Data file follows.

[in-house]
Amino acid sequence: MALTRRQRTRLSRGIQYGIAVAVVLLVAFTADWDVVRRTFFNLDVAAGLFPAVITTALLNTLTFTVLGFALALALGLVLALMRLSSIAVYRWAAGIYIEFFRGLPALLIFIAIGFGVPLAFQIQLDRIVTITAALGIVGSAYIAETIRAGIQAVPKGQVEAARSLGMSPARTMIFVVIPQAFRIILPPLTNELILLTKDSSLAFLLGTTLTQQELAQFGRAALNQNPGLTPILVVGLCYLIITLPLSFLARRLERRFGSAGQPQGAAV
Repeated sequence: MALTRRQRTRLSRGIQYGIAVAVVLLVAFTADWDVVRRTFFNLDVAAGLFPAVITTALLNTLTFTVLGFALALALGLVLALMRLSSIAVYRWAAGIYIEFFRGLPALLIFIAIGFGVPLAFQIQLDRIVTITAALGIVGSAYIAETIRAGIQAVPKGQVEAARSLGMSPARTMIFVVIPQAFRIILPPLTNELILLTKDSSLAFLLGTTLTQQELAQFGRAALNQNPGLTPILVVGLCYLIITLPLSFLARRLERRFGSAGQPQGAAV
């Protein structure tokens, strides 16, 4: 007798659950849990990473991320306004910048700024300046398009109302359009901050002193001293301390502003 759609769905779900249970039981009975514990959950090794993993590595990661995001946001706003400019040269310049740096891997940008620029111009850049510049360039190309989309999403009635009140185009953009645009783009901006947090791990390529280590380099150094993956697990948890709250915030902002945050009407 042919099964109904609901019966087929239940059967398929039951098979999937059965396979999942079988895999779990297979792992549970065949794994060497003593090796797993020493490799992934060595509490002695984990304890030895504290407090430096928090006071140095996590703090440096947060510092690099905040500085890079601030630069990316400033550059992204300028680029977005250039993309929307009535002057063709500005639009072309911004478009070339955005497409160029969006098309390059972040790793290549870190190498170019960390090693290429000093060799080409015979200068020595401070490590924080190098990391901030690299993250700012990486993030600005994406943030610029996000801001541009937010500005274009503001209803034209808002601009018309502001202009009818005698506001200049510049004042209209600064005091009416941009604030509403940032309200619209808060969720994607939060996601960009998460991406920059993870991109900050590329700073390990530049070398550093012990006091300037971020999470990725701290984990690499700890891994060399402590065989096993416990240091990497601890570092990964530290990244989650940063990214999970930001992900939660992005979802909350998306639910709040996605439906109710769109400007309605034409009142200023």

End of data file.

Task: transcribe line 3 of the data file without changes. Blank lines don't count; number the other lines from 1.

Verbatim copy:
Repeated sequence: MALTRRQRTRLSRGIQYGIAVAVVLLVAFTADWDVVRRTFFNLDVAAGLFPAVITTALLNTLTFTVLGFALALALGLVLALMRLSSIAVYRWAAGIYIEFFRGLPALLIFIAIGFGVPLAFQIQLDRIVTITAALGIVGSAYIAETIRAGIQAVPKGQVEAARSLGMSPARTMIFVVIPQAFRIILPPLTNELILLTKDSSLAFLLGTTLTQQELAQFGRAALNQNPGLTPILVVGLCYLIITLPLSFLARRLERRFGSAGQPQGAAV